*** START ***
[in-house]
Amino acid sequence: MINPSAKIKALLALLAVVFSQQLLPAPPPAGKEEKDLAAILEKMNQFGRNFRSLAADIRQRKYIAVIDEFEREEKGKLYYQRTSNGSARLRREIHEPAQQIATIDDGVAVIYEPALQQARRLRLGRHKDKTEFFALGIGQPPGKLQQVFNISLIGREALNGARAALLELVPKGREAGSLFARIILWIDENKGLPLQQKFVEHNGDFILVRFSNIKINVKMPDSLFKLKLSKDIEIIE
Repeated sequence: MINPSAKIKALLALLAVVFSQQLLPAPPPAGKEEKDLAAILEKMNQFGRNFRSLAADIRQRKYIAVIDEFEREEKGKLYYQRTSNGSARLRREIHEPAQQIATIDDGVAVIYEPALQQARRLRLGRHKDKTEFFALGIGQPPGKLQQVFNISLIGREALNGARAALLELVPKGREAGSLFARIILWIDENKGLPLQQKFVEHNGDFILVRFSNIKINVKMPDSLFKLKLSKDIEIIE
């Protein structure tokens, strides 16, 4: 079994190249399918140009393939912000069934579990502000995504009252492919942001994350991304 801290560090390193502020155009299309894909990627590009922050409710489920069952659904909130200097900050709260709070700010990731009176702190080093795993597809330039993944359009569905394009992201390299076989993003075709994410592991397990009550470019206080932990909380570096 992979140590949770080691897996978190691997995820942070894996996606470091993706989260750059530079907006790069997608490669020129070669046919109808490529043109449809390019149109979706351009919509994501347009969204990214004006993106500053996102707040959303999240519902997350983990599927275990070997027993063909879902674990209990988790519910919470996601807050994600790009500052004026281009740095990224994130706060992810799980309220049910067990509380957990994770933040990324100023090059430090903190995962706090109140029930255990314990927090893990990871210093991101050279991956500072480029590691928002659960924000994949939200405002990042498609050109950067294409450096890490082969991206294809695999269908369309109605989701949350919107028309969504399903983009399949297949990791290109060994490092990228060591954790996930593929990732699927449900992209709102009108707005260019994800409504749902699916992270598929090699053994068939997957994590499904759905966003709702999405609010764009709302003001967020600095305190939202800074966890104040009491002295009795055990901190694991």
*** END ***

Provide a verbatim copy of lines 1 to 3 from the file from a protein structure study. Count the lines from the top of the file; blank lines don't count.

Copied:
[in-house]
Amino acid sequence: MINPSAKIKALLALLAVVFSQQLLPAPPPAGKEEKDLAAILEKMNQFGRNFRSLAADIRQRKYIAVIDEFEREEKGKLYYQRTSNGSARLRREIHEPAQQIATIDDGVAVIYEPALQQARRLRLGRHKDKTEFFALGIGQPPGKLQQVFNISLIGREALNGARAALLELVPKGREAGSLFARIILWIDENKGLPLQQKFVEHNGDFILVRFSNIKINVKMPDSLFKLKLSKDIEIIE
Repeated sequence: MINPSAKIKALLALLAVVFSQQLLPAPPPAGKEEKDLAAILEKMNQFGRNFRSLAADIRQRKYIAVIDEFEREEKGKLYYQRTSNGSARLRREIHEPAQQIATIDDGVAVIYEPALQQARRLRLGRHKDKTEFFALGIGQPPGKLQQVFNISLIGREALNGARAALLELVPKGREAGSLFARIILWIDENKGLPLQQKFVEHNGDFILVRFSNIKINVKMPDSLFKLKLSKDIEIIE